Chapters 9–13


Summary: Chapter 9: The Mulberry Tree

Most mixed-race, or “colored,” South Africans are not connected to their roots in the same way that Black South Africans are, and mostly assimilated into Afrikaner culture instead of the Black tribal cultures. Noah believes, for this reason, that mixed-race South Africans have had a more difficult history than Black South Africans.

As a mixed-race child, Trevor felt more animosity from the mixed-race community than from other racial groups. Under apartheid, there was a real threat that white citizens would be reclassified as colored, so white parents often had to prove their children were not mixed-race. As a class, mixed-race South Africans were lower than white citizens but higher than Black ones. When apartheid ended, Black citizens came to enjoy a higher status than mixed-race ones. This power shift increased tensions between mixed-race and Black communities. Trever felt hated by white people because of his brown skin and curly hair, but he was also ridiculed by Black people for having a perfect English accent. Trevor recalls being bullied by some mixed-race kids in his neighborhood. They started throwing mulberries, and then small rocks, at Trevor until he went home crying. Patricia’s boyfriend, Abel, beat the other boys with a switch and forced their leader to apologize to Trevor. In that moment, Trevor realized that this fellow mixed-race boy had been taught to hate Trevor as much as they were both taught to hate themselves. Abel then started a fight with the boy’s father, and Trevor saw what a dangerous man his mother’s boyfriend was.

Summary: Chapter 10: A Young Man’s Long, Awkward, Occasionally Tragic, and Frequently Humiliating Education in Affairs of the Heart, Part I: Valentine’s Day

Patricia spent a lot of time teaching Trevor how men should interact respectfully and effectively with women. Noah wishes he had learned more from his mother about how to be a boy and how to talk to girls, but Patricia insisted that Trevor learn about more adult interactions.

There was a Valentine’s Day fundraiser at Trevor’s primary school. Trevor’s friends encouraged him to ask Maylene, the only mixed-race girl in his school, to be his Valentine. Though he had been assured that Maylene would say yes, Trevor was nervous about asking her. The pair often walked home from school together, and one day Trevor finally asked. Maylene agreed to be Trevor’s Valentine, and then they kissed outside of a McDonald’s. This was Trevor’s first kiss. He saved up money to buy Maylene gifts for Valentine’s Day and eagerly awaited his opportunity to give them to his new girlfriend. The day came, and Trevor greeted Maylene. She informed Trevor that she could no longer be his girlfriend because another boy had asked Maylene to be his Valentine. Trevor was heartbroken, but he gave Maylene her gifts anyway. Though he was disappointed, Trevor still understood why Maylene had picked this other boy, Leonard, instead. Leonard was white and good-looking.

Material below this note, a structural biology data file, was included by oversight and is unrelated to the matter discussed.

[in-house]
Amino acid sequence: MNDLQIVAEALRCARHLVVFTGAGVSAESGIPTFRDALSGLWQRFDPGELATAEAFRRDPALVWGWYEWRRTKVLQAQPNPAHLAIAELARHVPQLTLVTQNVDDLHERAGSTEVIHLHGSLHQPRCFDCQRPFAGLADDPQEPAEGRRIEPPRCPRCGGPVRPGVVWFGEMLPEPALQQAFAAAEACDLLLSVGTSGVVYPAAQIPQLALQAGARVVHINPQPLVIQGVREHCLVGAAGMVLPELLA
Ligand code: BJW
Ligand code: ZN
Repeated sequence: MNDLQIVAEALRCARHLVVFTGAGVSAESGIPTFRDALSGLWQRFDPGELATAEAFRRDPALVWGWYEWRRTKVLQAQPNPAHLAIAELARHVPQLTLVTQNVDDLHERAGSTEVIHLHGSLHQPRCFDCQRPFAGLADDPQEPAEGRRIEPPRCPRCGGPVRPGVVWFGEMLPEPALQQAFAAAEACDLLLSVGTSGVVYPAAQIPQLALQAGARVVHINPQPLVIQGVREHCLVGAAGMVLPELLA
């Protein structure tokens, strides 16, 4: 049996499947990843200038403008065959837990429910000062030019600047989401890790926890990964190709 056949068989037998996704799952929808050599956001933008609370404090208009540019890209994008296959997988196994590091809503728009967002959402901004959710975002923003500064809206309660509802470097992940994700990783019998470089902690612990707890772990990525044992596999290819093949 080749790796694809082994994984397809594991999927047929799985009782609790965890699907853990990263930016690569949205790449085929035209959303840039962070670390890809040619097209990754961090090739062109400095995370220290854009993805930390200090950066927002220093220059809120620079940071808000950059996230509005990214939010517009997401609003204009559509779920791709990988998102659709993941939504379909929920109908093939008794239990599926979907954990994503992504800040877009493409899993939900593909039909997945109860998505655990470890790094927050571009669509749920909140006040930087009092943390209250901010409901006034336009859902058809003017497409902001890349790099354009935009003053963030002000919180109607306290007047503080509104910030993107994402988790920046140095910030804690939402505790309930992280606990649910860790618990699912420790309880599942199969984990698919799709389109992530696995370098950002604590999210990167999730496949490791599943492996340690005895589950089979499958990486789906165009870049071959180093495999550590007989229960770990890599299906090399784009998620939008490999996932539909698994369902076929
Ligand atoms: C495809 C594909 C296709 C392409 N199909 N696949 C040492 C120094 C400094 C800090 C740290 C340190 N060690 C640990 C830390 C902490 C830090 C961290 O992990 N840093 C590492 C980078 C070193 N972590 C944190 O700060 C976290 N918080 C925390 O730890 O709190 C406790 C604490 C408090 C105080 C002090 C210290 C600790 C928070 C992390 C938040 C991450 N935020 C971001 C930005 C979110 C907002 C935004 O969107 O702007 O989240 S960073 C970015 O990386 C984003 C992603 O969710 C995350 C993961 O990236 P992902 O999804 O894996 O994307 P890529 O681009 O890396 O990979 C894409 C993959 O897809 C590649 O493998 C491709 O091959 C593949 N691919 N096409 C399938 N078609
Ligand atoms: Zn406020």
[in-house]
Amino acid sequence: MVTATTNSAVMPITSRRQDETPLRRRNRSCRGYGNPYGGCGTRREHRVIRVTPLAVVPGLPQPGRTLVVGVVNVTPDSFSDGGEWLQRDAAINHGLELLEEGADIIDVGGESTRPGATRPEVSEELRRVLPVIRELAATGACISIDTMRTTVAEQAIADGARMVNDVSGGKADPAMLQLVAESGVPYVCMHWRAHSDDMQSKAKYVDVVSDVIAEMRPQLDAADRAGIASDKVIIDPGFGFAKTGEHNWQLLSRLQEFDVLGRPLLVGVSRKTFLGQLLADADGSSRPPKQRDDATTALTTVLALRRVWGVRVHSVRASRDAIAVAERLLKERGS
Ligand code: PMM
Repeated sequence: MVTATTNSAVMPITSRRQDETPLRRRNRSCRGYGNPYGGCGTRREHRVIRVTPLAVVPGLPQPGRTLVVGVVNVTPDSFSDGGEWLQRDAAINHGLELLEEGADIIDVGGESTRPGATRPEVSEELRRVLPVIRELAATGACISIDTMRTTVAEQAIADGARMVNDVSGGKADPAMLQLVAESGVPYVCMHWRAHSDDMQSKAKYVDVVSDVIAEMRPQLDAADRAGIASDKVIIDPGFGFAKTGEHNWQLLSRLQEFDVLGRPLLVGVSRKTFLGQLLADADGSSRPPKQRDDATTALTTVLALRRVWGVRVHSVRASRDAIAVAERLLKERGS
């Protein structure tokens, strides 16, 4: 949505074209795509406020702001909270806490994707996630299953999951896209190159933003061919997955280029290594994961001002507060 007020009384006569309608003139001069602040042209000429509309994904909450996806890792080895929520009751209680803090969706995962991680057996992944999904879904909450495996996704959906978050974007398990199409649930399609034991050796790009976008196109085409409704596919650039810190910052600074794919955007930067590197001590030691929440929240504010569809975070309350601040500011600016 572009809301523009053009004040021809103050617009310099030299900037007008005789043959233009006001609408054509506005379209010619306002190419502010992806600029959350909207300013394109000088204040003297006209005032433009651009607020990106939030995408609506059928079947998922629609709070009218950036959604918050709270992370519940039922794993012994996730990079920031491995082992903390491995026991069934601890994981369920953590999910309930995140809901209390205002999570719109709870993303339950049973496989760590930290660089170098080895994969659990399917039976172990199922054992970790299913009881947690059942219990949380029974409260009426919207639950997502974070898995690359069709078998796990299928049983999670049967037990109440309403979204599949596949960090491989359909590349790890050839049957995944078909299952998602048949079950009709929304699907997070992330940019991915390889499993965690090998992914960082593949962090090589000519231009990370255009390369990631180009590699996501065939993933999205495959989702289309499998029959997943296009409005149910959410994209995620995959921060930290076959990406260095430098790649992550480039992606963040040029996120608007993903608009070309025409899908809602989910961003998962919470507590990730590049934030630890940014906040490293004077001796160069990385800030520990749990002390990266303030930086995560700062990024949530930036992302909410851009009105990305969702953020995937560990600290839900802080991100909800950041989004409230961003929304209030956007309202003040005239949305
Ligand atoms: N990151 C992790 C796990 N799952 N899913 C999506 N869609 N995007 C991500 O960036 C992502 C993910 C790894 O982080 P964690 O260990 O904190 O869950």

Summary: Chapter 11: Outsider

Patricia was so reluctant to buy gasoline, an expensive commodity, that her car would often run out of fuel. Noah recalls taking off his school uniform jacket so his classmates would not recognize him while he pushed his mother’s car along the road.

In the eighth grade, Trevor began attending Sandringham High School. Trevor’s classmates were a mix of white, Black, mixed-race, Indian, and Chinese students. Each racial group had wealthy, middle-class, working-class, and township students. As in most social settings, Trevor had a hard time figuring out which group to join. Since Trevor lived forty minutes away from his school, he felt disconnected from the social groups outside of school as well. This commute often meant that Trevor was late to school, and this earned him detention almost every day. During lunch breaks, Trevor would race to be first in line at the nearby food truck to buy snacks. Students quickly learned that they could pay Trevor to buy snacks for them, and Trevor soon began taking orders from his wealthy classmates. This role gave Trevor the chance to hone his humor, shed his position as a social outcast, and earn some extra pocket money.

Summary: Chapter 12: A Young Man’s Long, Awkward, Occasionally Tragic, and Frequently Humiliating Education in Affairs of the Heart, Part II: The Crush

Noah does not regret anything he has done, but he is often filled with regret for things he has not done. Noah believes that failure and rejection are the best way to avoid regret.

Trevor did not receive much attention from girls, in part, he feels, because he suffered from severe acne during puberty. However, talking to girls came easy to Trevor because he could make them laugh. Trevor’s classmate Johanna was best friends with a beautiful girl named Zaheera. Though he was only in the ninth grade, Trevor devised a plan to ask Zaheera to the matriculation dance, their senior prom. Trevor became Zaheera’s friend, and he talked to her as often as he could. Whenever Zaheera and her boyfriend broke up, Trevor was there to talk her through it. Once Zaheera was single for good, Trevor wanted to tell Zaheera how he felt but was too afraid. After winter break, Zaheera did not return to school. Johanna told Trevor that Zaheera’s family had moved to America. Trevor was even more devastated when Johanna told him that Zaheera had always wished Trevor would ask her out. Trevor knew he missed the chance to be with Zaheera because he never had the courage to tell her how he felt.